When working with a family, its not uncommon that parents will ask me, "how do I "get" my child to do this, or that. The entire relationship between the parents and child becomes focused on skill acquision. While this may help check the boxes off in skills, what it neglects is helping a child to see the world through relationships...through first their parents eyes. This sense of self is the foundation for those thinking skills that are intuitive. When a child can reflect on past experiences in their own mind rather than an adult prompt, this memory encodes for future decisions and experiences. Its the collaborative moments that give our kids competence, which is WHY RDI focuses on the experience of the interaction and not the task of completion. This competence comes from developing a sense of self... being able to pull from your past an experience that is simular to a current situation, and being able to navigate through because of this reflection. At the very core, an infant who touches a hot stove encodes that this is something they dont want to repeat. Those of us not on the spectrum do this effortlessly. Those on the spectrum struggle with this hindsight, and foresight and how to use it in their life. Imagine for a moment if you couldnt think about past experiences in an emotional sense... That when you looked at pictures you saw information and not experiences. For example, we all relive our vacations through video and pictures. While we watch we smile, laugh, and it brings us back to those moments. This is our sense of self... and why many on the spectrum will look at pictures, even if they are in the picture they will label the "facts" of what is happening or the items in the picture.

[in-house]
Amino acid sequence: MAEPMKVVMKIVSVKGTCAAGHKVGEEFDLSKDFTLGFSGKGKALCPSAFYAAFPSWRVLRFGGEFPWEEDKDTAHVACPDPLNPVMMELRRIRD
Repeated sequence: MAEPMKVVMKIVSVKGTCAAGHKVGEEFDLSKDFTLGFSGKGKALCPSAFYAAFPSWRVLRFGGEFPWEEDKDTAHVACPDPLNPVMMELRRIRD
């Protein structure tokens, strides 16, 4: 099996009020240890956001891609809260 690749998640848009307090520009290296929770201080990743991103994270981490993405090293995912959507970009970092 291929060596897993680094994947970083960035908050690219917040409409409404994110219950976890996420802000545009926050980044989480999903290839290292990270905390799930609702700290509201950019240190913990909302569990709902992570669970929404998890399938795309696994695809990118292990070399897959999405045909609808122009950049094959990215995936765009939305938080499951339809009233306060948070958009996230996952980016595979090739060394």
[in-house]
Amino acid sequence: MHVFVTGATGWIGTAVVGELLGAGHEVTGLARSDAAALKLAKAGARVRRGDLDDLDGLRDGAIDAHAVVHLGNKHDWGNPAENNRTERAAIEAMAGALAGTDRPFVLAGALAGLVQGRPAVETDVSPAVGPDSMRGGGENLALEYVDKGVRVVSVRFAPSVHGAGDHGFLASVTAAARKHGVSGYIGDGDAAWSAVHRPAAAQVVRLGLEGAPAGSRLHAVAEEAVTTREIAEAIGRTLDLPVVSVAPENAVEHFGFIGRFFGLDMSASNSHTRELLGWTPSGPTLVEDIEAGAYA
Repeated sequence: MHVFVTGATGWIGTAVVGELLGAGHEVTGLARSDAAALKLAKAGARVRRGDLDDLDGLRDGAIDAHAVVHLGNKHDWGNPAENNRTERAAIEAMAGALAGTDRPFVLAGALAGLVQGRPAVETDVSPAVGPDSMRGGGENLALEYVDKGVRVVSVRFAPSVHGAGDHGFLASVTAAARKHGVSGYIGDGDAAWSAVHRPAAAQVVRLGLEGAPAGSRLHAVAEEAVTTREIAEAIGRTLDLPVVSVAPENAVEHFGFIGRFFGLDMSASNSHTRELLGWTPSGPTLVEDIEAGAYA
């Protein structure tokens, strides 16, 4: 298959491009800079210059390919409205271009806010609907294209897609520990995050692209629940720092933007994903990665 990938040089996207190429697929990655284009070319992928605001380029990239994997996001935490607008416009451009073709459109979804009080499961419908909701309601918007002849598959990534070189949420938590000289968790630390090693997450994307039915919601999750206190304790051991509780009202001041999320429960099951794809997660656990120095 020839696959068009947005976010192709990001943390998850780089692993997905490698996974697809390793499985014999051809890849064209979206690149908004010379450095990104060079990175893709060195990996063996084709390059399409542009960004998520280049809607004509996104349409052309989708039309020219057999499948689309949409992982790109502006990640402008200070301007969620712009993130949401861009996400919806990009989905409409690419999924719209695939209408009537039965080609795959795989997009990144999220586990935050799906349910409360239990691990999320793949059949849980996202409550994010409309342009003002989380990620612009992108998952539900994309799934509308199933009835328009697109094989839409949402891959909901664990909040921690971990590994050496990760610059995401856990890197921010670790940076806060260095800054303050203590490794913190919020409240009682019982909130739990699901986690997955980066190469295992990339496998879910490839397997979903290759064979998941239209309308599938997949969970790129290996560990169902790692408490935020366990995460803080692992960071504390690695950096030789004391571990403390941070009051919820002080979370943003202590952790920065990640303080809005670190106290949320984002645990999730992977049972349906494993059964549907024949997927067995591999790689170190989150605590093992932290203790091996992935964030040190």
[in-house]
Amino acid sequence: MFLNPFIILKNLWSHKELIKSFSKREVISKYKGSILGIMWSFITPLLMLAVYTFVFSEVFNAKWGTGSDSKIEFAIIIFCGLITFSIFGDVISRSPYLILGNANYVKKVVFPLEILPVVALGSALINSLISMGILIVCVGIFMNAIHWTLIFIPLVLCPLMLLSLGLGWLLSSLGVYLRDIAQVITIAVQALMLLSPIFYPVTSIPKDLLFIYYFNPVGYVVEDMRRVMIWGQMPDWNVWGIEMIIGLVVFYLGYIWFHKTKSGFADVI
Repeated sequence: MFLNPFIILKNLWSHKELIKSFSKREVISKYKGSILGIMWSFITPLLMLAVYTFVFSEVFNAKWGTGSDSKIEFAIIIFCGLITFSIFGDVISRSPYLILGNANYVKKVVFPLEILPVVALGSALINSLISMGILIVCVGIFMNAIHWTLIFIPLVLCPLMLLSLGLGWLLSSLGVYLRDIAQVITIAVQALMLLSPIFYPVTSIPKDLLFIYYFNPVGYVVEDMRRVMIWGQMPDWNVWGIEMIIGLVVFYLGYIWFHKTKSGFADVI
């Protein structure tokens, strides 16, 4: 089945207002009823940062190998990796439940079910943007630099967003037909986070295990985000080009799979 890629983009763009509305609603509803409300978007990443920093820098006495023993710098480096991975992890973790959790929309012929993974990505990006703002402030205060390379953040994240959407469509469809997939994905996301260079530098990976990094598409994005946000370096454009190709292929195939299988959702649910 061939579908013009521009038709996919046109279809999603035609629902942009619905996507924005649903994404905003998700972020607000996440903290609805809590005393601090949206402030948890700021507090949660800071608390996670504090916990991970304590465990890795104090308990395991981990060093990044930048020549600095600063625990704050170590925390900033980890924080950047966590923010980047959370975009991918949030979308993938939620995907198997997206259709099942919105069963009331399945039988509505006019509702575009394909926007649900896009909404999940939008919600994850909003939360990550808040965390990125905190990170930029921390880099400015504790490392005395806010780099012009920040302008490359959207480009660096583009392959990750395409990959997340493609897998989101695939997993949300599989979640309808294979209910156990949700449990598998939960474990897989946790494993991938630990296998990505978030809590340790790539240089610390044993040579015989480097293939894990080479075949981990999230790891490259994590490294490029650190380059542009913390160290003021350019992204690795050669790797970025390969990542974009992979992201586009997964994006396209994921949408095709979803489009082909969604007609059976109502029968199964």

Below Dr Sheely explains why the sense of self is so important, and why we need to continue to be diligent to change the narrative... Skills arent bad, but with out a sense of self, a child stalls within their understanding. I hear this all the time as parents of tweens and older call me. Social skills work on trying to help a child with communication with adults and peers...but without a healthy sense of self each skill needs to be taught in isolation and then generalization is difficult.
Do you feel as though you are doing all the thinking for your child? They dont do alot without being prompted? Or every day they have the same behaviors, make the same errors, or want the day to have as little variations in it as possible. They are only seeing the world thru their eyes!
Lets get them back on track together through RDI!